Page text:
• To “grumble” [διαγογγύζω] – refers to complaining under their breath – and is typically associated with ingratitude and criticism of authority – (used by Israel in the OT when in the wilderness and dissatisfied with God’s provisions of meat and also water).
  • Their attitude is exposed by Luke who quotes them saying “this man …” [οὗτος] – “this guy or fellow” – a belittling ascription – like … what a clown!
  • In that they accuse Jesus of being a man who “receives sinners …” is a reference to Him actually welcoming them and hosting them.
  • In their eyes, Jesus was tainted and corrupted through His association with such riff-raff of society – certainly not concerned about his personal holiness, reputation, or acceptance by the “godly.”
  • They weren’t jealous of Him per se, but simply resented Jesus lack of conformity to their own perspective and priorities – priorities that demonstrated that they were completely unfamiliar with the heart of God.
  • As a result, Jesus confronts them with three parables ...

Application:

  1. What about Jesus caused sinners to flock to Him? What are the reasons you came to Him?
  2. Why were the Pharisees critical of Jesus for spending time with “sinners”?
  3. What examples do you have in your life of caring enough about the lost that you deliberately sought to spend time being “light” to them?

II. The Devotion of the Seeker – 15:3-4, 8

A. The Priority in the Search – vv. 3-4

  • Interestingly, the text states that as a result of their grumbling, Jesus uses stories to confront them – “So He told them this parable, saying …”
  • Essentially, Jesus tells them two stories – each designed to peel back their hearts to expose their error through a series of “layers:”
  1. A relevant story – with which they could readily identify and understand;
  2. An ethical focus – listeners had to review what happened and either agree it was right or not;
  3. A theological implication – what does it illustrate about the Kingdom of God;
  4. Christ – what is taught about Jesus
  • In the two parables that Jesus teaches – the lost sheep and the lost coin, they replicate each other and are referred to as “this parable ....”
  • He calls on them to assess whether they would do the same as the person in the parable – “What man among you …”
  • He states: “if he has a hundred sheep and has lost one of them, does not leave the ninety-nine in the open pasture and go after the one which is lost until he finds it?”
  • Jesus would have immediately irritated the Pharisees by asking them to identify for a shepherd – an outcast & ostracized class of people as shepherds were just above tax collectors on the social ladder.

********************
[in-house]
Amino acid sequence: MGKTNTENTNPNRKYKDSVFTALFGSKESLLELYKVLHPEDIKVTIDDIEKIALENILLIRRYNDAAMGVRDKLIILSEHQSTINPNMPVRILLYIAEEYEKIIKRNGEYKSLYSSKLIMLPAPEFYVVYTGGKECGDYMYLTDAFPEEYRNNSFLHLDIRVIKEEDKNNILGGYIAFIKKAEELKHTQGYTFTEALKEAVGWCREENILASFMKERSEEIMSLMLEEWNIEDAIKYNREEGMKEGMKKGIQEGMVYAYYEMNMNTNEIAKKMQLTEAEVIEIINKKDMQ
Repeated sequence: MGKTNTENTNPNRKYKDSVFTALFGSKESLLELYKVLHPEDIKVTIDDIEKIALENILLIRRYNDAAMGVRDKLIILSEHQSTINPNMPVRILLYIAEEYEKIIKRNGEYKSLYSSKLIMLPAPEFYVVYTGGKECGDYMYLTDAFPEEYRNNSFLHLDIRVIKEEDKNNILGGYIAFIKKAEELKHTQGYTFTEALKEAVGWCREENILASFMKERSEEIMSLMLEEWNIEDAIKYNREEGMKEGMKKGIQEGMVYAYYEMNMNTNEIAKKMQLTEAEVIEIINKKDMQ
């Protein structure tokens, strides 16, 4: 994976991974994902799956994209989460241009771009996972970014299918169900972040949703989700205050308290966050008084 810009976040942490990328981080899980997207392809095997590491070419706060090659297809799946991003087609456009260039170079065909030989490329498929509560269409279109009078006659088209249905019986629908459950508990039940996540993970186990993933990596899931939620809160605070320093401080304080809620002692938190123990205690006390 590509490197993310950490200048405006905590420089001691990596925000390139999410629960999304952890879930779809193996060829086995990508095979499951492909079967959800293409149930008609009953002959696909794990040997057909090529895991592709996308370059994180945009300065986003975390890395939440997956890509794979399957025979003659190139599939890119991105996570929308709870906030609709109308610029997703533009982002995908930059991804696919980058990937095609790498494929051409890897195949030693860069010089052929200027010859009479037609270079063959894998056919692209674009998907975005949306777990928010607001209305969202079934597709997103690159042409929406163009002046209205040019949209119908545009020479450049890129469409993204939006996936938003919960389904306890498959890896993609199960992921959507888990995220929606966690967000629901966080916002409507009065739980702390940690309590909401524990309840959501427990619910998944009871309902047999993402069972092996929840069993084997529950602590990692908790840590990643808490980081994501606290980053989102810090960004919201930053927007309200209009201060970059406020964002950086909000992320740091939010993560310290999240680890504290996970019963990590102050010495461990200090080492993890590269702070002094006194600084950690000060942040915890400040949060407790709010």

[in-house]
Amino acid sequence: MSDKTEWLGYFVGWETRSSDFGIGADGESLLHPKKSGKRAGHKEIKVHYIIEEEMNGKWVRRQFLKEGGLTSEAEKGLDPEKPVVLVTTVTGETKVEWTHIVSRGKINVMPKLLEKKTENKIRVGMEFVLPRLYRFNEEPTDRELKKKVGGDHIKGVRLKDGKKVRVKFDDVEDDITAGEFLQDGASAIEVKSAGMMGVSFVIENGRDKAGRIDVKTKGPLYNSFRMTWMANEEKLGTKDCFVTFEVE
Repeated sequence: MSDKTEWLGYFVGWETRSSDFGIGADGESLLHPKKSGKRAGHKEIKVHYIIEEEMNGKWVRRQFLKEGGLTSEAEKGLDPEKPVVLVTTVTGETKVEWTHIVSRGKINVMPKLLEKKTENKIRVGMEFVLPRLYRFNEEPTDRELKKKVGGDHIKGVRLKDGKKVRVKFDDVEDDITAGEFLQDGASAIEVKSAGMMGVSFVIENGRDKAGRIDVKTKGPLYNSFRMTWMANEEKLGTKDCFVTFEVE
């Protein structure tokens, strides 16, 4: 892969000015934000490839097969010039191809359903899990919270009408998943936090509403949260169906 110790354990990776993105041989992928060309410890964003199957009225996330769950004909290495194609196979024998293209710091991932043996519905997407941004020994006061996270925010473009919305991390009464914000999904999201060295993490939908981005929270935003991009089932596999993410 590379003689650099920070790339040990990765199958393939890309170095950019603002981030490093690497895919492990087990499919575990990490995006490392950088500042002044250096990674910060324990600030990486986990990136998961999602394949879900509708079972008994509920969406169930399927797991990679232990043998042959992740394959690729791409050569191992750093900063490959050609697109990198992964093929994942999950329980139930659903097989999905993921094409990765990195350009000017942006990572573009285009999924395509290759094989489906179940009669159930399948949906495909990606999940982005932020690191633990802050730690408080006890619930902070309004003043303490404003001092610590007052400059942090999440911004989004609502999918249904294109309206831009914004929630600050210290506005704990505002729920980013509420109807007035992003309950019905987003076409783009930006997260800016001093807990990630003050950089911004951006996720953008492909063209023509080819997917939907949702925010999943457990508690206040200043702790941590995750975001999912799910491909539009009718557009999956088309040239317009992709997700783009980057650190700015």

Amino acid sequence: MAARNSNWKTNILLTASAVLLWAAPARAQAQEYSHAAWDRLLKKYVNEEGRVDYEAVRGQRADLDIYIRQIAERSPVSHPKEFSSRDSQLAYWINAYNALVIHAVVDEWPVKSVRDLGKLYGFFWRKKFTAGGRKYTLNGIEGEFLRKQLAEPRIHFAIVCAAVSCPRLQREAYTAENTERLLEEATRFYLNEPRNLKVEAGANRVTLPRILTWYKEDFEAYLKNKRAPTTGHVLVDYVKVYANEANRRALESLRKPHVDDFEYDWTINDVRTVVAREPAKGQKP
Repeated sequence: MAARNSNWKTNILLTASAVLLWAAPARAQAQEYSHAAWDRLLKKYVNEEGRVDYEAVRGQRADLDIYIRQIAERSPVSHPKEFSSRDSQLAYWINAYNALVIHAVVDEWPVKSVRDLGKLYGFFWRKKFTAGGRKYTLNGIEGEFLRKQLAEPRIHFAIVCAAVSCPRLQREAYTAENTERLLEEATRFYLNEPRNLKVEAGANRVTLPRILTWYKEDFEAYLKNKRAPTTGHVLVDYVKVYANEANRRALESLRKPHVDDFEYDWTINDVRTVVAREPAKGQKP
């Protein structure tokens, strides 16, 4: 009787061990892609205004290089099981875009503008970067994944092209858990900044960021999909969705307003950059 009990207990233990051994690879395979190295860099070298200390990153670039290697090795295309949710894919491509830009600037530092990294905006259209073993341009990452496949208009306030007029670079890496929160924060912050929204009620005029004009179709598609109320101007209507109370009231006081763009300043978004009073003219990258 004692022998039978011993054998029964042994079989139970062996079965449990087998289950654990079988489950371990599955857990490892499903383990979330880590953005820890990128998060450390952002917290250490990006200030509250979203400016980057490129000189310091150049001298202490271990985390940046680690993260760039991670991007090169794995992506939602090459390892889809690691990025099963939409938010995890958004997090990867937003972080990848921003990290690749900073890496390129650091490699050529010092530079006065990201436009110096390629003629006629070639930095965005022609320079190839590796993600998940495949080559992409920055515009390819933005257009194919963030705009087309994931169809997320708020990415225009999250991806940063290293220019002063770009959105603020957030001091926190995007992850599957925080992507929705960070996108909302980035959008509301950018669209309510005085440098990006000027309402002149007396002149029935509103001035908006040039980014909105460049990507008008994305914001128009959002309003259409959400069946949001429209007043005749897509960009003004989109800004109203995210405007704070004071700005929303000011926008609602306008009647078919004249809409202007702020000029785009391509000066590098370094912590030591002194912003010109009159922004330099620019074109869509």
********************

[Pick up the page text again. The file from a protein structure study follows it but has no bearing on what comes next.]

• A sheep that had been “lost” is a most shameful thing as sheep are quite defenseless and generally helpless and it was not a matter of if the sheep would die, but when.
  • As a result of the certainty of the death of the sheep, we are told that the “shepherd” “leaves the ninety-nine … and goes after the one which is lost …” – cp. 1 Samuel 17:34-35.
  • The priority is clearly on the lost sheep above all other concerns and searches for the sheep “until he finds it.”
  • Given that the shepherd takes the sheep “home” after finding it means that the day had ended by the time he finds it and the other sheep were already folded.

B. The Persistence in the Search – v. 8

  • The shepherd in the first story demonstrates the clear priority in finding the sheep and the woman in this next story displays the same – “Or what woman, if she has ten silver coins and loses one coin, does not light a lamp and sweep the house and search carefully until she finds it?”
  • This relentless search, this persistence demonstrates the value that is being placed upon the coin – of even greater proportion to the “coins” than the sheep was to the flock, but was equal to the purchase price of one sheep.
  • “Coin” [δραχμή] here is a drachma which represented a full day’s wage for the common worker.
  • Like the shepherd who wouldn’t give up until he had found the lost sheep, this woman would “search carefully until she finds it.”
  • In both of these stories, the one doing the searching represents God who is truly the only seeker in the process of redemption – seeking those who are hopeless & defenseless (sheep) and completely lifeless as in the coin.